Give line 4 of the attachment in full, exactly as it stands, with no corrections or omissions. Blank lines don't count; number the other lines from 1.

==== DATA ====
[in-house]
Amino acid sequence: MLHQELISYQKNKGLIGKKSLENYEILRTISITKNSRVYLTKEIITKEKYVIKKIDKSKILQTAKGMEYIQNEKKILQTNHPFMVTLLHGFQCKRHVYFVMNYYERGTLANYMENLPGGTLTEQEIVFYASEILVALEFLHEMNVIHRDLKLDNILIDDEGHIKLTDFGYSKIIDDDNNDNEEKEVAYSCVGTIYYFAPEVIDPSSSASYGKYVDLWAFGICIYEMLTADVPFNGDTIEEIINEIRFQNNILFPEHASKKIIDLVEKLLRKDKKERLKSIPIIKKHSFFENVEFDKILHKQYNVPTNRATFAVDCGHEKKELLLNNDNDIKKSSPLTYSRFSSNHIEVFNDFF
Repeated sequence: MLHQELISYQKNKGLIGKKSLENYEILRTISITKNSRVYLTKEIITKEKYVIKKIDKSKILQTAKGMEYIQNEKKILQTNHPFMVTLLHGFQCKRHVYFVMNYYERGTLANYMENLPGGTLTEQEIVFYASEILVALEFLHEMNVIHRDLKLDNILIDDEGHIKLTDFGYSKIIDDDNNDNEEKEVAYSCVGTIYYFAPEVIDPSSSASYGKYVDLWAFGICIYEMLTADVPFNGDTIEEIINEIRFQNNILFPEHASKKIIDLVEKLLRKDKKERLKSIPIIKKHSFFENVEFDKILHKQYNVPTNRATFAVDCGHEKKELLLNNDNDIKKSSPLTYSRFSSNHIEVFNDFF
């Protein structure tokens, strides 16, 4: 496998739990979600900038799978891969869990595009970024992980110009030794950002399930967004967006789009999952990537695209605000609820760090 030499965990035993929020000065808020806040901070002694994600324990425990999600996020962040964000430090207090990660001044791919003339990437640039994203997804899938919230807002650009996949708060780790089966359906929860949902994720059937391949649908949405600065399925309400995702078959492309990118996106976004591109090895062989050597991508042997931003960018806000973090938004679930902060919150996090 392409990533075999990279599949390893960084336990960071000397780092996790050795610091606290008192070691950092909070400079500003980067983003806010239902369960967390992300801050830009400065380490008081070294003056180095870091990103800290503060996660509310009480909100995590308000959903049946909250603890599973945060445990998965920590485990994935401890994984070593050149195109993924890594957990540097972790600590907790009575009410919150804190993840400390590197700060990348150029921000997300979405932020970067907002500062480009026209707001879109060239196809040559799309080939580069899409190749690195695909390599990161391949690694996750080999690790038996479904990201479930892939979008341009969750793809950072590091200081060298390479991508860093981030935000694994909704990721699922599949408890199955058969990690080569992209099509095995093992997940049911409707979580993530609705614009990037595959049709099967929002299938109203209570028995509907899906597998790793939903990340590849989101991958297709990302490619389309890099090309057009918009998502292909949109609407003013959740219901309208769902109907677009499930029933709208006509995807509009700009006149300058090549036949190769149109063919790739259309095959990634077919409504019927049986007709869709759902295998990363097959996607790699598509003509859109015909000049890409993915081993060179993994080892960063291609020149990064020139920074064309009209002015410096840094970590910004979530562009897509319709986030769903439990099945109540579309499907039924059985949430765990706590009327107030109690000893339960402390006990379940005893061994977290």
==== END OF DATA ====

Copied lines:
């Protein structure tokens, strides 16, 4: 496998739990979600900038799978891969869990595009970024992980110009030794950002399930967004967006789009999952990537695209605000609820760090 030499965990035993929020000065808020806040901070002694994600324990425990999600996020962040964000430090207090990660001044791919003339990437640039994203997804899938919230807002650009996949708060780790089966359906929860949902994720059937391949649908949405600065399925309400995702078959492309990118996106976004591109090895062989050597991508042997931003960018806000973090938004679930902060919150996090 392409990533075999990279599949390893960084336990960071000397780092996790050795610091606290008192070691950092909070400079500003980067983003806010239902369960967390992300801050830009400065380490008081070294003056180095870091990103800290503060996660509310009480909100995590308000959903049946909250603890599973945060445990998965920590485990994935401890994984070593050149195109993924890594957990540097972790600590907790009575009410919150804190993840400390590197700060990348150029921000997300979405932020970067907002500062480009026209707001879109060239196809040559799309080939580069899409190749690195695909390599990161391949690694996750080999690790038996479904990201479930892939979008341009969750793809950072590091200081060298390479991508860093981030935000694994909704990721699922599949408890199955058969990690080569992209099509095995093992997940049911409707979580993530609705614009990037595959049709099967929002299938109203209570028995509907899906597998790793939903990340590849989101991958297709990302490619389309890099090309057009918009998502292909949109609407003013959740219901309208769902109907677009499930029933709208006509995807509009700009006149300058090549036949190769149109063919790739259309095959990634077919409504019927049986007709869709759902295998990363097959996607790699598509003509859109015909000049890409993915081993060179993994080892960063291609020149990064020139920074064309009209002015410096840094970590910004979530562009897509319709986030769903439990099945109540579309499907039924059985949430765990706590009327107030109690000893339960402390006990379940005893061994977290």